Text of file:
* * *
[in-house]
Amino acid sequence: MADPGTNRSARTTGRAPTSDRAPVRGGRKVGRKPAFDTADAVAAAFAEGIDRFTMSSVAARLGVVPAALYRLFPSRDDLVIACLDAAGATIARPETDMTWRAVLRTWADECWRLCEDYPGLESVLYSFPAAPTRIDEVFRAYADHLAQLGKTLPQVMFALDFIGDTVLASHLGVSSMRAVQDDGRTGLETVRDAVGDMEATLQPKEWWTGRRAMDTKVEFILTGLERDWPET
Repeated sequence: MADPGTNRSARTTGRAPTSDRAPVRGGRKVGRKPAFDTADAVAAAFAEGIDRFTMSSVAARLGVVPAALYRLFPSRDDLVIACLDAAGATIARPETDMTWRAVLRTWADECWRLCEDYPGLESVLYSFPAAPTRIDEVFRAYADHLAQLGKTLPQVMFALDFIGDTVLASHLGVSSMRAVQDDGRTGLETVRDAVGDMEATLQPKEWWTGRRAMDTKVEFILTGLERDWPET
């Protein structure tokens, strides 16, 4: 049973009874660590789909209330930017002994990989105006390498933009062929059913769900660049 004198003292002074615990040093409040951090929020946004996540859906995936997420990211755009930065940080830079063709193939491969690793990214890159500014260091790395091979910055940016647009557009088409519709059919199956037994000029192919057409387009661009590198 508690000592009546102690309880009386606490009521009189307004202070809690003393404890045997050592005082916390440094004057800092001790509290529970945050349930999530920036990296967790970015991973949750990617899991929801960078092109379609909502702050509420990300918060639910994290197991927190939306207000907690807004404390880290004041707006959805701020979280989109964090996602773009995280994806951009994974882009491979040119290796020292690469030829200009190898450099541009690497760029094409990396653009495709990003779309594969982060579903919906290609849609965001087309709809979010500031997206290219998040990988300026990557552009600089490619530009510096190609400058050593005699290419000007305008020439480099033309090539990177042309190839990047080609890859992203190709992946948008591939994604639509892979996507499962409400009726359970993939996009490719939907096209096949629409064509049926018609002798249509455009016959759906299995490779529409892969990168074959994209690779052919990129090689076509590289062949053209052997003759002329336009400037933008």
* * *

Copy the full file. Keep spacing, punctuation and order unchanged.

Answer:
[in-house]
Amino acid sequence: MADPGTNRSARTTGRAPTSDRAPVRGGRKVGRKPAFDTADAVAAAFAEGIDRFTMSSVAARLGVVPAALYRLFPSRDDLVIACLDAAGATIARPETDMTWRAVLRTWADECWRLCEDYPGLESVLYSFPAAPTRIDEVFRAYADHLAQLGKTLPQVMFALDFIGDTVLASHLGVSSMRAVQDDGRTGLETVRDAVGDMEATLQPKEWWTGRRAMDTKVEFILTGLERDWPET
Repeated sequence: MADPGTNRSARTTGRAPTSDRAPVRGGRKVGRKPAFDTADAVAAAFAEGIDRFTMSSVAARLGVVPAALYRLFPSRDDLVIACLDAAGATIARPETDMTWRAVLRTWADECWRLCEDYPGLESVLYSFPAAPTRIDEVFRAYADHLAQLGKTLPQVMFALDFIGDTVLASHLGVSSMRAVQDDGRTGLETVRDAVGDMEATLQPKEWWTGRRAMDTKVEFILTGLERDWPET
């Protein structure tokens, strides 16, 4: 049973009874660590789909209330930017002994990989105006390498933009062929059913769900660049 004198003292002074615990040093409040951090929020946004996540859906995936997420990211755009930065940080830079063709193939491969690793990214890159500014260091790395091979910055940016647009557009088409519709059919199956037994000029192919057409387009661009590198 508690000592009546102690309880009386606490009521009189307004202070809690003393404890045997050592005082916390440094004057800092001790509290529970945050349930999530920036990296967790970015991973949750990617899991929801960078092109379609909502702050509420990300918060639910994290197991927190939306207000907690807004404390880290004041707006959805701020979280989109964090996602773009995280994806951009994974882009491979040119290796020292690469030829200009190898450099541009690497760029094409990396653009495709990003779309594969982060579903919906290609849609965001087309709809979010500031997206290219998040990988300026990557552009600089490619530009510096190609400058050593005699290419000007305008020439480099033309090539990177042309190839990047080609890859992203190709992946948008591939994604639509892979996507499962409400009726359970993939996009490719939907096209096949629409064509049926018609002798249509455009016959759906299995490779529409892969990168074959994209690779052919990129090689076509590289062949053209052997003759002329336009400037933008």